Gigya recommends enqueuing the webhook data after sending the 200 Success HTTP status code, and processing the data asynchronously. A queue data structure is recommended to maintain the order of event data.
The following is a sample PHP file used as a callback url endpoint. The page receives Gigya's notification and authenticates the hash. If the hash is valid, it outputs the event type and UID to the screen and responds with a 200 OK so Gigya won't resend the notification; if it's not valid, it responds with a 400 Bad Request.
API Event Mapping
The following table lists API methods and the events they fire when called.
|accounts.finalizeRegistration||accountRegistered | accountUpdated | subscriptionUpdated|
|accounts.login||accountLoggedIn | accountLockedOut|
|accounts.notifyLogin||accountUpdated | accountLoggedIn | accountRegistered | accountCreated (for new site users)|
accountCreated | accountRegistered | accountLoggedIn* | subscriptionUpdated
* If the site policy requires email verification, accountLoggedIn will not fire following accounts.register.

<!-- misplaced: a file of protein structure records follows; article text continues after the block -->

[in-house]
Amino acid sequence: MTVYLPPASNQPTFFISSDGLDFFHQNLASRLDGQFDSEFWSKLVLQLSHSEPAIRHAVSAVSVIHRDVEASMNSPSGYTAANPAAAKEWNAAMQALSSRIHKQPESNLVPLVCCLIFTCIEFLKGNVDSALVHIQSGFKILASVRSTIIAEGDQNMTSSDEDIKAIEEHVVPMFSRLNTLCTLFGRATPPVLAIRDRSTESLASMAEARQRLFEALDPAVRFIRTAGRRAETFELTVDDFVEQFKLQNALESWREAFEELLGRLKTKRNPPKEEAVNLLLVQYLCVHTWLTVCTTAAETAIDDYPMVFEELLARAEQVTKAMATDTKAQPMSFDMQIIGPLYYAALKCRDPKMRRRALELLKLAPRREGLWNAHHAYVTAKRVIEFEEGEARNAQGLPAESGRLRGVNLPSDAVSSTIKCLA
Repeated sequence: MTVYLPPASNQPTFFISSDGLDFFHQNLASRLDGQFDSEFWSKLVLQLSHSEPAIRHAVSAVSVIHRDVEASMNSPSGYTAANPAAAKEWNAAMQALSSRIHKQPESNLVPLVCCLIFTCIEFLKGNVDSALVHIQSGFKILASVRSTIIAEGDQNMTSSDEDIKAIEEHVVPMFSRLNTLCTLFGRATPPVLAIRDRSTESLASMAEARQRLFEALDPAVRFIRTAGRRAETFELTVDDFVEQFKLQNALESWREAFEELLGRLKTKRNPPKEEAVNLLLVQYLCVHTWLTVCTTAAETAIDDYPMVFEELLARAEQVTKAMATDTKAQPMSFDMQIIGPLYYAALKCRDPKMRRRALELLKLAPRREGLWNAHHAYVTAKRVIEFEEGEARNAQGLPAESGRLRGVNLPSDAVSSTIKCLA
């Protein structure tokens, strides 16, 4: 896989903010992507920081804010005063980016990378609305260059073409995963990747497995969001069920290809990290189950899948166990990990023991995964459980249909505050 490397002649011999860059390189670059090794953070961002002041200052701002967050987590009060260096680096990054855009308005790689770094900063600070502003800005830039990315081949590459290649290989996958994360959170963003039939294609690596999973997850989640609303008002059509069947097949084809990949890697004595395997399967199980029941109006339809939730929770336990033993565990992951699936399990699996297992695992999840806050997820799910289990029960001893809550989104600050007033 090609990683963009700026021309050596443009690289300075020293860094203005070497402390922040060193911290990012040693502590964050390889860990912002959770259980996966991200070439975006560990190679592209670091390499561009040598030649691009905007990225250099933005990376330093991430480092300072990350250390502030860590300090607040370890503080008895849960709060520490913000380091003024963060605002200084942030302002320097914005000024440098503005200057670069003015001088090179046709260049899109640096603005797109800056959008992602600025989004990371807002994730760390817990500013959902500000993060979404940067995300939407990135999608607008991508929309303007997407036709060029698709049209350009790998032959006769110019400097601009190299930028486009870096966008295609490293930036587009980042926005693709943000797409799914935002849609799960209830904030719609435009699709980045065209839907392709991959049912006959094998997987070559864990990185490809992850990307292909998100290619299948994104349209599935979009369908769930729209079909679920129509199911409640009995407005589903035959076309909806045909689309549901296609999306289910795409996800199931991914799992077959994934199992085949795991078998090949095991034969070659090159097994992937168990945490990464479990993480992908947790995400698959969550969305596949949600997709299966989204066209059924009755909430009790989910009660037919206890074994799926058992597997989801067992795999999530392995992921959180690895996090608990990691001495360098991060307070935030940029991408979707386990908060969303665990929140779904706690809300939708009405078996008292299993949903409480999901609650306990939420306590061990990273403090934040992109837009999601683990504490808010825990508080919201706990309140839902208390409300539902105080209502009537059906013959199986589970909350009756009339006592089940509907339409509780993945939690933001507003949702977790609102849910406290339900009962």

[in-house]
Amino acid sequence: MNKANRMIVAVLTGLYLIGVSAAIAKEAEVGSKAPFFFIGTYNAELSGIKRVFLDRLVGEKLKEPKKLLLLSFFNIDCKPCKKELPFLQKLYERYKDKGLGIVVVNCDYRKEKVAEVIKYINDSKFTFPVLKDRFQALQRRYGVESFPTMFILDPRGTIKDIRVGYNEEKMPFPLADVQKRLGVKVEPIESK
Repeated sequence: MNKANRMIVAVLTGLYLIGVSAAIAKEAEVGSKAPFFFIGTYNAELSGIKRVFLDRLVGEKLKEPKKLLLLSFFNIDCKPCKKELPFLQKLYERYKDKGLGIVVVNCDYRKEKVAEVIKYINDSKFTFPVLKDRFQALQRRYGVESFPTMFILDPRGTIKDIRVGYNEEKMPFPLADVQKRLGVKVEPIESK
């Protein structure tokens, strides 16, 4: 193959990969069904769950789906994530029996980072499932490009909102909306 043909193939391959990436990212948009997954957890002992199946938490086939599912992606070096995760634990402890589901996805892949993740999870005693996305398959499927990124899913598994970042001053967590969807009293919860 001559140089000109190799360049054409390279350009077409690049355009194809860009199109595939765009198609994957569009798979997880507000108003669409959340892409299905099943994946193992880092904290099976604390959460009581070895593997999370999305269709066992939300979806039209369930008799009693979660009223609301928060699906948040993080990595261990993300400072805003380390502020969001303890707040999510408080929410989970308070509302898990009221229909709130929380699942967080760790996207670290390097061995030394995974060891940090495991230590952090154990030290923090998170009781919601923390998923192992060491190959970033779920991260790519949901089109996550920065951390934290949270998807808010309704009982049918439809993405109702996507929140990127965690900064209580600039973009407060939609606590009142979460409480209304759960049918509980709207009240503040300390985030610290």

|accountUpdated | subscriptionUpdated|
|SAML login||accountCreated | accountRegistered | accountLoggedIn|
|socialize.notifyLogin||accountUpdated | accountLoggedIn | accountRegistered | accountCreated (for new site users)|
|socialize.notifyRegistration||accountRegistered | accountUpdated|
|Social Login (if new user)||accountCreated | accountRegistered | accountLoggedIn | accountUpdated|
|Facebook Social Sync||accountUpdated (The event is fired when the following fields are updated via Social Sync - birthday, books, education, email, first_name, hometown, last_name, likes, link, locale, location, movies, music, name, relationship_status, religion, verified, timezone and work).|
HTTPS webhooks support TLS protocols 1.1 and 1.2.